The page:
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Garbage remains fresh with new album

After four years off, Garbage has returned, but their new album may be too much for some listeners.
/ Source: The Associated Press

After four years of quit, Garbage has returned, but their new album may be too much for some listeners.

Other new albums this week include a Willie Nelson-helmed tsunami-relief album, yet another best of Billie Holiday album, and cellist Yo-Yo Ma’s latest collaboration with the Silk Road Ensemble.

Garbage, “Bleed Like Me”Forget the revivalists. The disjointed members of Garbage created and lived in the obscurity of an era that bands like The Killers and Bloc Party cheerfully recreate. Now, after a four-year, drama-filled absence that included one breakup, Garbage returns with the often repetitious but fully charged “Bleed Like Me.”

The troupe, including glamazon frontwoman Shirley Manson, has been infused with the edginess of a Ginsu knife, lavishly exposing old wounds and new ones with potent guitars riffs and brawny drums. “You should see my scars,” former self-mutilator Manson whispers on the album’s paramount title track.


At the halfway point, this record suddenly slashes and gnaws without much prose or purpose. The second half of “Bleed Like Me” is too dizzy to be understood. The electro-rockers’ torrential stabbing on “Why Don’t You Come Over” slices the cranium enough to force a listener run for cover.

Those technical difficulties don’t dampen tracks like the fabulously moody “Metal Heart” and the hip-thrusting “Bad Boyfriend,” which features Dave Grohl on drums. Neither completely synth-pop nor all glam rock, Garbage remain ambiguous.

Despite being together for nearly a decade, Manson and her men remain fresher than most of their neighboring 1990s acts such as that other one-girl-with-multiple-boys group No Doubt, as well as that other Manson, Marilyn.

Listeners ready to taste Garbage’s latest course should treat “Bleed Like Me” like a bloody warm shepherd’s pie. Eat a slice, not the whole thing.— Derrik J. Lang

Willie Nelson, “Songs for Tsunami Relief: Austin to South Asia”

Lost Highway

The CD cover says “Willie Nelson” in big letters, but “Songs for Tsunami Relief” offers much more — an incredible sampling of Austin’s rich music scene, recorded live.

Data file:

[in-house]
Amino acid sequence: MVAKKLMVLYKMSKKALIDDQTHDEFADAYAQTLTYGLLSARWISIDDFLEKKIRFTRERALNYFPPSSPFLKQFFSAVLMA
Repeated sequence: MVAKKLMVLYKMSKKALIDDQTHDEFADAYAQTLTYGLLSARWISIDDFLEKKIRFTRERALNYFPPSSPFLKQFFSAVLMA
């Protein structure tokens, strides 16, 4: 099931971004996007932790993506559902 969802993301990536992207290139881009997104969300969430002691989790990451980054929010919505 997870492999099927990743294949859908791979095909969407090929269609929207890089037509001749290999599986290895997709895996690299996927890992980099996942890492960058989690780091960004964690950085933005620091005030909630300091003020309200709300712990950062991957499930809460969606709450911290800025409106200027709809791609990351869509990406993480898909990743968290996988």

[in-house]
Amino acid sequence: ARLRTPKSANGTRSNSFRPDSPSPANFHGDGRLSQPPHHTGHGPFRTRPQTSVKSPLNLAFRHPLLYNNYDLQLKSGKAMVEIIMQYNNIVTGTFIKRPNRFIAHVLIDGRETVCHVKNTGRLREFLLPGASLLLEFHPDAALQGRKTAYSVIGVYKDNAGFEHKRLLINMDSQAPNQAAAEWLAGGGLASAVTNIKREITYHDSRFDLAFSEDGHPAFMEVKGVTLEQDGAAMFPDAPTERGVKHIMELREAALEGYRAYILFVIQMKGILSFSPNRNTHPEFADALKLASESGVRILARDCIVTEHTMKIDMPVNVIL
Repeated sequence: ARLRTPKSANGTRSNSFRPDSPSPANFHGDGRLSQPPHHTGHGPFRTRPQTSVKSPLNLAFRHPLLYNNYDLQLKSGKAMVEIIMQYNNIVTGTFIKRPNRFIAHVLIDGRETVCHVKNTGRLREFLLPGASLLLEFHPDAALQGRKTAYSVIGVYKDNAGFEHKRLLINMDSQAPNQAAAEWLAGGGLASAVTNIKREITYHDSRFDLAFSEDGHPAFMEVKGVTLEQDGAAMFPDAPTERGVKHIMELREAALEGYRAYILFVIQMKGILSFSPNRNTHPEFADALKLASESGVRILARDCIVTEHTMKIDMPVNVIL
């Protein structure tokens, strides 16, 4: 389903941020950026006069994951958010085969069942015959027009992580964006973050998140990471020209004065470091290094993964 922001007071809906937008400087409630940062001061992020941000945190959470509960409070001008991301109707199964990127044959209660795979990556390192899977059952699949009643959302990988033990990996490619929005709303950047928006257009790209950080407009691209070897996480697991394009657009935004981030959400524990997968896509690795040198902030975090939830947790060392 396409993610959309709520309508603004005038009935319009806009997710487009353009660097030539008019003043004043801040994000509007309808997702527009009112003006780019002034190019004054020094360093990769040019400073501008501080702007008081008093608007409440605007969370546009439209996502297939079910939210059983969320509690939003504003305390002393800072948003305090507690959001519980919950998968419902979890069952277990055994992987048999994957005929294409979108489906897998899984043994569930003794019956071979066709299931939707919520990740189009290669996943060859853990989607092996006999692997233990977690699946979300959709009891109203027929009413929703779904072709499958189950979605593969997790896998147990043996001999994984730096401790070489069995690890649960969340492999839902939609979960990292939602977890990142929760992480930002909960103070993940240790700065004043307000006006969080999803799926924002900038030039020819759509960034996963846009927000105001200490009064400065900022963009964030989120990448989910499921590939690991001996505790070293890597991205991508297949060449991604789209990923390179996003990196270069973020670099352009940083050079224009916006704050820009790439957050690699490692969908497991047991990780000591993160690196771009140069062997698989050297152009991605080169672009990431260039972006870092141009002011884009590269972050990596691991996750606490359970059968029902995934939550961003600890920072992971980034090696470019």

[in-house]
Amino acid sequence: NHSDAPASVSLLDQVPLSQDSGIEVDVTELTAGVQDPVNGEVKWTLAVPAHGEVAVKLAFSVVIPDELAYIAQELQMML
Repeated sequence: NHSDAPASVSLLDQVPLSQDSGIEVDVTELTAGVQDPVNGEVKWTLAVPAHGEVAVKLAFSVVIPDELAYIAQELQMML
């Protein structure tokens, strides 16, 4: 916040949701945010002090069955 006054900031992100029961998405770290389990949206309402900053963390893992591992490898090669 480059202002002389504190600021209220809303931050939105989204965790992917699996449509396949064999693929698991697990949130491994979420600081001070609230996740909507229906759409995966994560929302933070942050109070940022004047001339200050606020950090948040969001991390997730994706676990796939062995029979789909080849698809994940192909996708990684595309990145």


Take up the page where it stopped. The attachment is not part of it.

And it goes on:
Patty Griffin, accompanied only by a conga drum, sings quietly but with unmistakable passion: “All of our children all over the world are everybody’s children. Let love be heard.”

Joe Ely’s decades of musical adventuring pay off in songs rich in both country sensibilities and rock power. Feedback and whining guitars mingle with his bourbon-and-cigarettes voice.

The music veers further into rock with Alejandro Escovedo and Spoon before Kelly Willis, Bruce Robison and Natalie Maines of the Dixie Chicks bring it back with versions of “What I Deserve” and “Traveling Soldier.”

Then Nelson arrives. He makes classics like “Blue Eyes Crying in the Rain” sound new again with fresh phrasing and tempos, and he complements them by dipping into his amazing catalog for touching but lesser-known songs.

Just as good as the music, of course, is the fact that proceeds from the CD and an accompanying DVD benefit tsunami victims.— Christopher Wills

Billie Holiday, “The Ultimate Collection”

Hip-o Records

The decades have taken Billie Holiday from mono to multimedia, and now her indelible work is repackaged in an appealing two-CD, one-DVD set, the latest sound-and-vision collection from Universal Music.

Lady Day lovers hardly need another Holiday CD compilation — there are 25 already, according to Ashley Kahn’s excellent liner notes. But the DVD makes the title “The Ultimate Collection” more than empty hype.

Among the performances by Holiday are a 1935 video short with Duke Ellington, a rarely seen 1956 TV special and her renowned 1957 TV appearance with an all-star combo featuring Lester Young, Coleman Hawkins, Ben Webster, Roy Eldridge and Gerry Mulligan. The DVD also contains an extensive interactive archive with photos, interviews and a biographical chronology.

The CDs comprise a standard Holiday best-of set, with the selections spanning her career. Sound quality ranges from surprisingly excellent on several 1930s cuts to disappointing with distracting distortion on a handful of tracks. Aside from an awkwardly designed disc storage compartment, the packaging is handsome.

And by the way, the music is wonderful. In analog or digital, Lady Day remains a treasure.— Steven Wine

Yo-Yo Ma, “Silk Road Journeys: Beyond the Horizon”Cellist Yo-Yo Ma’s latest collaboration with the Silk Road Ensemble tears down barriers between the East and West to emerge with a bold production that, as the title suggests, illuminates cultures just “Beyond the Horizon.”

Broken into three movements — Enchantment, Origins, and New Beginnings — the album explores the musical cultures that flourished along an ancient trade route between China and Rome. Known as the Silk Road, the route took caravans up to a year to travel and left a stew of sounds the ensemble confidently captures here.

“Mohini (Enchantment)” and “Echoes of a Lost City” fill the first movement with floating wonderment, mixing Ma’s passionate cello melodies with instrumental rhythms all but foreign in an orchestra. And in later movements, grave threatening tones on “Battle Remembered” strengthen the point that while the origins of this music are old, these versions are powerfully contemporary.

Initially recorded to accompany a Japanese television series about the road, “Beyond the Horizon” is the recording Yo-Yo and the ensemble have made to mark the course of their discoveries into a diverse tapestry of musical cultures.

But the songs are only a part of an album that covers great musical distance. Transcending time and space as it does, the scope of the project alone is enough to render the music breathtaking. And indeed it is.— Ryan Lenz